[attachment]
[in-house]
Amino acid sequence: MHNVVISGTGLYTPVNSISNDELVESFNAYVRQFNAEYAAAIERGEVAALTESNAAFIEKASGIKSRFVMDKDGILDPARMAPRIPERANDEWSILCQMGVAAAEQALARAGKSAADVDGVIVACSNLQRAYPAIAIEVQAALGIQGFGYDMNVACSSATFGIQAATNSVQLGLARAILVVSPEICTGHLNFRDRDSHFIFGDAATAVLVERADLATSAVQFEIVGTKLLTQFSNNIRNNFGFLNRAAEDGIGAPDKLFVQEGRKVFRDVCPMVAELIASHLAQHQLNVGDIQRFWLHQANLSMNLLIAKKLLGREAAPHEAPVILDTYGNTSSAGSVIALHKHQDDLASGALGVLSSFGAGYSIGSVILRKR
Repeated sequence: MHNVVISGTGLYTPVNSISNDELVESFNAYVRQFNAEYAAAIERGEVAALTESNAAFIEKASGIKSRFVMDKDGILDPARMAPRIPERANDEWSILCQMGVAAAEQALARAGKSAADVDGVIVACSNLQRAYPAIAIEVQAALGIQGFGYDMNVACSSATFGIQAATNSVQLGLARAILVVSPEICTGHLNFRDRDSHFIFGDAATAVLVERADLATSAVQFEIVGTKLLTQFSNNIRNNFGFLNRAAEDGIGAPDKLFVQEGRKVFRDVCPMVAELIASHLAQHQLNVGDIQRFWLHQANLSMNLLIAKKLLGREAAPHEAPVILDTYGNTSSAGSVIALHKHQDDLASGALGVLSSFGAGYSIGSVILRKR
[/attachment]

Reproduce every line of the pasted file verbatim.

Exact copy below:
[in-house]
Amino acid sequence: MHNVVISGTGLYTPVNSISNDELVESFNAYVRQFNAEYAAAIERGEVAALTESNAAFIEKASGIKSRFVMDKDGILDPARMAPRIPERANDEWSILCQMGVAAAEQALARAGKSAADVDGVIVACSNLQRAYPAIAIEVQAALGIQGFGYDMNVACSSATFGIQAATNSVQLGLARAILVVSPEICTGHLNFRDRDSHFIFGDAATAVLVERADLATSAVQFEIVGTKLLTQFSNNIRNNFGFLNRAAEDGIGAPDKLFVQEGRKVFRDVCPMVAELIASHLAQHQLNVGDIQRFWLHQANLSMNLLIAKKLLGREAAPHEAPVILDTYGNTSSAGSVIALHKHQDDLASGALGVLSSFGAGYSIGSVILRKR
Repeated sequence: MHNVVISGTGLYTPVNSISNDELVESFNAYVRQFNAEYAAAIERGEVAALTESNAAFIEKASGIKSRFVMDKDGILDPARMAPRIPERANDEWSILCQMGVAAAEQALARAGKSAADVDGVIVACSNLQRAYPAIAIEVQAALGIQGFGYDMNVACSSATFGIQAATNSVQLGLARAILVVSPEICTGHLNFRDRDSHFIFGDAATAVLVERADLATSAVQFEIVGTKLLTQFSNNIRNNFGFLNRAAEDGIGAPDKLFVQEGRKVFRDVCPMVAELIASHLAQHQLNVGDIQRFWLHQANLSMNLLIAKKLLGREAAPHEAPVILDTYGNTSSAGSVIALHKHQDDLASGALGVLSSFGAGYSIGSVILRKR